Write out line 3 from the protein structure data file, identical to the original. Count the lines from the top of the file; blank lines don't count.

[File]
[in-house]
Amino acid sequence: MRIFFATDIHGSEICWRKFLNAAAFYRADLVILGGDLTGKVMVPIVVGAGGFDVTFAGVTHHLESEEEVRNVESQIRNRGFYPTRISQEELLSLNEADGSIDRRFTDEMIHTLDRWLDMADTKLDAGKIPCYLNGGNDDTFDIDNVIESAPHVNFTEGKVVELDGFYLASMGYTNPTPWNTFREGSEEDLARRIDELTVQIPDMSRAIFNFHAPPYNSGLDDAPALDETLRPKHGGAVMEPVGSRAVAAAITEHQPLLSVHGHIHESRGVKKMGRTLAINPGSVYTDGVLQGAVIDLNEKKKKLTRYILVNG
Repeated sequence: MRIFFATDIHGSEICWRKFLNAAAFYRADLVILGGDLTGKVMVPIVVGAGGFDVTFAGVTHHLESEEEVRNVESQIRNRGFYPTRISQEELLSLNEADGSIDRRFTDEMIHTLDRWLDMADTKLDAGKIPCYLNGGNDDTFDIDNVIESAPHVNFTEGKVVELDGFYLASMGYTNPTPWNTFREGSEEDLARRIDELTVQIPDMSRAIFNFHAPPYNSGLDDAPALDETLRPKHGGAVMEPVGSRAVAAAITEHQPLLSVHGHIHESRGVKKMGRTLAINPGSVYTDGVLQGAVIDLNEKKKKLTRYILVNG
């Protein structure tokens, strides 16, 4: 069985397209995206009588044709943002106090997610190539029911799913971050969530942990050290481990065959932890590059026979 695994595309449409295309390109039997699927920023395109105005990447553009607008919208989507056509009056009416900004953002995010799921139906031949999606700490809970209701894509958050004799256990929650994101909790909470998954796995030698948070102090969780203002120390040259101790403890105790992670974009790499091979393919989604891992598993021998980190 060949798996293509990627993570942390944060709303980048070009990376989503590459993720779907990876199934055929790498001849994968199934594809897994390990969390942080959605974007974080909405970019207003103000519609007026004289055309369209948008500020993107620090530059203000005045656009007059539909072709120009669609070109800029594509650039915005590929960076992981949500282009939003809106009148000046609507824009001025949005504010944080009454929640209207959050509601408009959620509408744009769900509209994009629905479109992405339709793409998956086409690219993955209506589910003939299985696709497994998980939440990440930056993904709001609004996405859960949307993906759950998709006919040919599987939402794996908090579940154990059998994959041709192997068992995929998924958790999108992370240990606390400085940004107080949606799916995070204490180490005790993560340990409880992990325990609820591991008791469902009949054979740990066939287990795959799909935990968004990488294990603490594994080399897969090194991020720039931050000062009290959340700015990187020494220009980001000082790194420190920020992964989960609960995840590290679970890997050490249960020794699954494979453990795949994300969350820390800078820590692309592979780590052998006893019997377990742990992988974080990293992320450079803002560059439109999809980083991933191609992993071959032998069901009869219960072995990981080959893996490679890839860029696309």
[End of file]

Repeated sequence: MRIFFATDIHGSEICWRKFLNAAAFYRADLVILGGDLTGKVMVPIVVGAGGFDVTFAGVTHHLESEEEVRNVESQIRNRGFYPTRISQEELLSLNEADGSIDRRFTDEMIHTLDRWLDMADTKLDAGKIPCYLNGGNDDTFDIDNVIESAPHVNFTEGKVVELDGFYLASMGYTNPTPWNTFREGSEEDLARRIDELTVQIPDMSRAIFNFHAPPYNSGLDDAPALDETLRPKHGGAVMEPVGSRAVAAAITEHQPLLSVHGHIHESRGVKKMGRTLAINPGSVYTDGVLQGAVIDLNEKKKKLTRYILVNG